When recommending the purchase of long-term care insurance (“LTCI”) to my clients, the most often heard response has historically been, “I don’t want to have to pay the premiums for the rest of my life.” For many 55 to 70 year olds, a potentially lengthy premium payment period is a psychological obstacle they are unable to overcome in making the decision to purchase LTCI.
According to the U.S. Department of Health and Human Services, nearly 70% of people turning age 65 will need long-term care at some point in their lives. While realistically there is no way of predicting who will need to enter a nursing home or need in home care, the reality is that many will. The fact that less than one third of Americans aged 50+ have begun planning for long-term care in any fashion is cause for concern.
LTCI is designed to cover a variety of long-term services such as personal and custodial care either at home or in a nursing home. The insurance company pays out a daily amount based on the size of the policy (extent of coverage). The cost of individual LTCI policies range greatly depending on a number of factors including age, health, scope and length of coverage, etc.
During the last five years, I’ve noticed that a number of seniors have become significantly more receptive to the purchase of LTCI specifically as part of a comprehensive elder law plan, which include making transfers of assets to a Medicaid Asset Protection Trust. The transfer of assets to said trust would effectively create a five-year “look back” period for Medicaid nursing home (not home care).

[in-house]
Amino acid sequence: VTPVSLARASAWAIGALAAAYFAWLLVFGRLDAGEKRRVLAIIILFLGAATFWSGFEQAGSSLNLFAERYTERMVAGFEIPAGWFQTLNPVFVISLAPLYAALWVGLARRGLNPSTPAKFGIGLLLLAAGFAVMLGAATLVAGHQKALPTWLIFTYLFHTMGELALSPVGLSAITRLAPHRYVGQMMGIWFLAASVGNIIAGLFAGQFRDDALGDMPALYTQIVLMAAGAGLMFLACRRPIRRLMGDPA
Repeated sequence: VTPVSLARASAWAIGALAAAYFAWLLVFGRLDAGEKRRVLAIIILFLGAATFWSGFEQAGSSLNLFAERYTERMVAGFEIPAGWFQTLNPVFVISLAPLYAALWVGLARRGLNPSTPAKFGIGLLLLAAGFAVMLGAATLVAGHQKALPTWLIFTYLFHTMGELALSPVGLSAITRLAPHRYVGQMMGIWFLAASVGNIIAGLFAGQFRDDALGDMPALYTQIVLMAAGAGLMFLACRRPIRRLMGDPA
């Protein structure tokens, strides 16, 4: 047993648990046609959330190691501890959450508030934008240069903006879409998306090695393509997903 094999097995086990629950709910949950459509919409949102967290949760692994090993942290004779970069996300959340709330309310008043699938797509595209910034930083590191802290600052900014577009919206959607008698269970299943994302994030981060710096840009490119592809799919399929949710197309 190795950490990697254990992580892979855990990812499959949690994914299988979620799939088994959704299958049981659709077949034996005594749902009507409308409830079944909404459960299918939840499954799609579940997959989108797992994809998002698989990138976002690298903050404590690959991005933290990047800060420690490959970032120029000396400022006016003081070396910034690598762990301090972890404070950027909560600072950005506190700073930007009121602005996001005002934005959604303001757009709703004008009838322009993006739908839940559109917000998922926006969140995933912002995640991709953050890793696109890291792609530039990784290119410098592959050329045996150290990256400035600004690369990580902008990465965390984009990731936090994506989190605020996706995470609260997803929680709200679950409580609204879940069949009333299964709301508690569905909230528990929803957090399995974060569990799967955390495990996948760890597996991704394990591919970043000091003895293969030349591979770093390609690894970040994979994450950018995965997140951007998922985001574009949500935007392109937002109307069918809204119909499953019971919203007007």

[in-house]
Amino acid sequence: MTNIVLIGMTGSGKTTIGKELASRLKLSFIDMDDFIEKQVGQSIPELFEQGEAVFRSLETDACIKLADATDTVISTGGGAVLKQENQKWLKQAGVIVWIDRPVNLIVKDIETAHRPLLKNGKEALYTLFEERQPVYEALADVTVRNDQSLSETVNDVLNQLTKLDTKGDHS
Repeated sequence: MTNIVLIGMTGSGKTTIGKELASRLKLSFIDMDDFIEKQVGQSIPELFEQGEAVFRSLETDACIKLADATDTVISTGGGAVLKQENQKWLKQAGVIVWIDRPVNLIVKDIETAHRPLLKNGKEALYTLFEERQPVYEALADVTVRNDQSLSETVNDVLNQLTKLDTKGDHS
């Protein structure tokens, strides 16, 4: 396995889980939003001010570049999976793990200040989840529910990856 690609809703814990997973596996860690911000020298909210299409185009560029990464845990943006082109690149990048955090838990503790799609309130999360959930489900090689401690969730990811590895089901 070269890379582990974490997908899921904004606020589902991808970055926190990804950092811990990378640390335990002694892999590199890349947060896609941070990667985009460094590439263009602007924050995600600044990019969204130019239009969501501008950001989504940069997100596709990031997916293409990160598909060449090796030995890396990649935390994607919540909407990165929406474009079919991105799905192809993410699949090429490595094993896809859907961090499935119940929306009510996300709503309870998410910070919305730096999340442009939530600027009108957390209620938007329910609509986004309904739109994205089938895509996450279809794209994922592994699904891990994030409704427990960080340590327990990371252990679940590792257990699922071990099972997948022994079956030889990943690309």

Once the “look back” period has been established, an ideal opportunity exists for the purchase of LTCI as protection from the cost of a nursing home during this five-year period. Ideally, the purchase of LTCI should coincide with Medicaid planning to provide coverage in the event that nursing home care is necessary during the “look back” period. Once the five years have elapsed (and the individual has effectively protected his or her home and/or other assets), the decision can be made whether or not to keep the policy.
For those still reluctant to purchase traditional LTCI, another option to consider is a hybrid policy combining life insurance with LTCI. Still relatively new, hybrid products were introduced in the market about five years ago and continue to gain in popularity. While individual policies can vary greatly in terms of cost, benefits and potential restrictions, the most attractive aspect remains the same – the purchaser receives some benefit from their premiums even if long-term care is never needed. In such an event, death benefits would be paid to the purchaser’s beneficiary.
In my experience, LTCI is best utilized as part of an overall asset protection plan rather than as a stand-alone long-term care option. It allows the individual the comfort of knowing that there is a light at the end of the tunnel as to the payment of policy premiums, rather than placing them in the difficult position of choosing to purchase a policy that may never be used (with the possibility that premiums will have to be paid for a potentially lengthy period of time). Depending on the needs and assets of the individual, hybrid insurance may also be a viable alternative to traditional LTCI. Either approach, however, will require a coordinated effort between your elder law attorney and financial advisor or insurance agent.